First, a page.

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 Of Thoughts and Sandwich Problems

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Patrician Shilo

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PostSubject: Of Thoughts and Sandwich Problems   Fri Jul 28, 2017 3:28 pm

As you will see in the videos,  which I promise I will put up as soon as I am able to tape them, we have to solve all sorts of problems every day and they aren’t always as simple or straightforward as they seem to be. All of your responses gave me an idea of not only how you approach making a peanut butter and jelly sandwich, but how you interpreted my instructions. There were a few of you whose responses I could not use for the example because as hard as I looked, I could not turn it into the bulleted list I needed to show you where the assumptions were. This actually shows me a bit about the assumptions I make when writing my assignments.

As for all of your lists, I noticed all of you left out small, but crucial steps in your creation. This is perfectly alright and to be expected. The idea is to see how much we are thinking about without realizing we are thinking about it. I hope you all enjoy my attempt at making these sandwiches.


Thinking and problem solving go hand in hand. We often think of them as one and the same. We think to solve problems, but we do so much more when we think. We think to plan out our movement and decide what to say to each other. As was seen in the variety of responses, there is a natural variety in the way that people think and problem solve. Most of you took a very holistic approach to my question. These responses included a lot of emotion and thought process that went beyond simply making a sandwich. A few of you took a very analytical approach to the problem, even going as far as to state what objects were needed at the beginning of the assignment. You broke down every step and completely focused on the task of building a sandwich. Neither approach is inherently better than the other.

Looking back at your instructions for making the butter and jelly sandwich, what was your thought process like when you were doing this assignment? In addition to that do you have any thoughts about the two chapters I suggested you read?

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PostSubject: Re: Of Thoughts and Sandwich Problems   Fri Jul 28, 2017 4:10 pm

Thank you for your feedback on the past assignments, Patrician Shilo. It was especially interesting to note trends in approaches to the task.

My thought process when completing the assignment to write instructions for making a sandwich was very much on the analytical, rather than holistic, side. I had a similar assignment several years ago, and my response was far from satisfactory, so this time I knew that it would be important to make - or attempt to make - no assumptions. I made a peanut butter and jelly sandwich for myself and wrote down each step as I did it. It was my hope that this would result in complete instructions that could be successfully repeated by anyone attempting to follow them. I am quite curious, therefore, to discover what small but crucial steps I omitted from my list, since that answer would reveal something I did but didn't even realize was a step to record despite attempting to write down everything I did.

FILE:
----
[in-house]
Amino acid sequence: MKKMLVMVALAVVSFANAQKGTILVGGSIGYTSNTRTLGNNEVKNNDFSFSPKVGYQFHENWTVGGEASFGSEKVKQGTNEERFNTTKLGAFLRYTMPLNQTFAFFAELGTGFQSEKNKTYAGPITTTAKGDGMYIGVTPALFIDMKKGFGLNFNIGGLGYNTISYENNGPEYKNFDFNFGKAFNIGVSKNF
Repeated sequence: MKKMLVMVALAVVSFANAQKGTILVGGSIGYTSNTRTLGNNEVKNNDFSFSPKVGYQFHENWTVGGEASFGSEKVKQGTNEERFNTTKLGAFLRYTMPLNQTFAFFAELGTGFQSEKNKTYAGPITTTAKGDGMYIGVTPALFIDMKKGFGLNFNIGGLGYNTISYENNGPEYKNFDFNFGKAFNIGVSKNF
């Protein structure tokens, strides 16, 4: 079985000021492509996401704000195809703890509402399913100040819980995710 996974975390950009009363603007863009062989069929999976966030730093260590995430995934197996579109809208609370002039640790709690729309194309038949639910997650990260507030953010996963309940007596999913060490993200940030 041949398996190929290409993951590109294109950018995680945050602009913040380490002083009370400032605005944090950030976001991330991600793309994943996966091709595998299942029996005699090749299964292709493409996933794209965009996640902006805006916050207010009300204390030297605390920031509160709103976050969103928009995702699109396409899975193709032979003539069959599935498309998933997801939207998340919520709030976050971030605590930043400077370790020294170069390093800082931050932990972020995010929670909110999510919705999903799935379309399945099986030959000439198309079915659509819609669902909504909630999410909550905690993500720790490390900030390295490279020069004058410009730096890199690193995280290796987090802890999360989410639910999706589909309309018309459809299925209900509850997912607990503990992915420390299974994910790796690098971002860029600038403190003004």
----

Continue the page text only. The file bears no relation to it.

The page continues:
Regarding the reading, I found it fascinating (and somewhat disappointing) that apparently research has not determined a way that improved holistic thinking skills can consistently be taught. I also found the sections on attention and problem-solving to be both interesting and personally valuable since those are two skills I would like to strengthen in my own thinking.
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PostSubject: Re: Of Thoughts and Sandwich Problems   Fri Jul 28, 2017 8:42 pm

Patrician Shilo wrote:
 [size=47]Looking back at your instructions for making the butter and jelly sandwich, what was your thought process like when you were doing this assignment?

In addition to that do you have any thoughts about the two chapters I suggested you read?[/size]

With regards to thought process during posting...at first I wanted to be really detailed and specific, then I thought that was too restrictive and should mention other possible ways of making it, and then it just morassed into "get some sort of filling onto the some sort of bread somehow, I don't even know anymore!"

I did appreciate the refresher on thinking. My therapist is a Jungian, so I picked up on the subconscious being described in a rather wishy-washy mystical way that's probably outdated to more modern psychology. 

And that problem-solving chapter was succinct in what to possibly actionably do. I get paralyzed thinking about thinking, but more often it's good to know, so thanks for leading this course!
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Zomomalungbarrowtodonos

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PostSubject: Re: Of Thoughts and Sandwich Problems   Sun Jul 30, 2017 6:46 pm

I'll admit, I took a little prompting from reading Candidate Mel's submission when I was writing my instruction. Initially I would have simply written out the instructions in a straightforward manner, but I was reminded by Mel's instructions that peanut butter is a large trigger for me -- I can barely even open a jar of it without wanting to cry. Which immediately led me to ponder the assignment through more personal eyes. Why in Fate's name would I make a pb+j sandwich, knowing that I couldn't even willingly spread the peanut butter without panicking? The only conclusion I could come to is that my distracted, dissociated nature would be a cause for it. Things just flowed from there; the whole set of instructions was built knowing the peanut butter would come into play, and thus my instructions on how to make a pb+j sandwich turned into a description of my struggle with my own mental health, as most things do.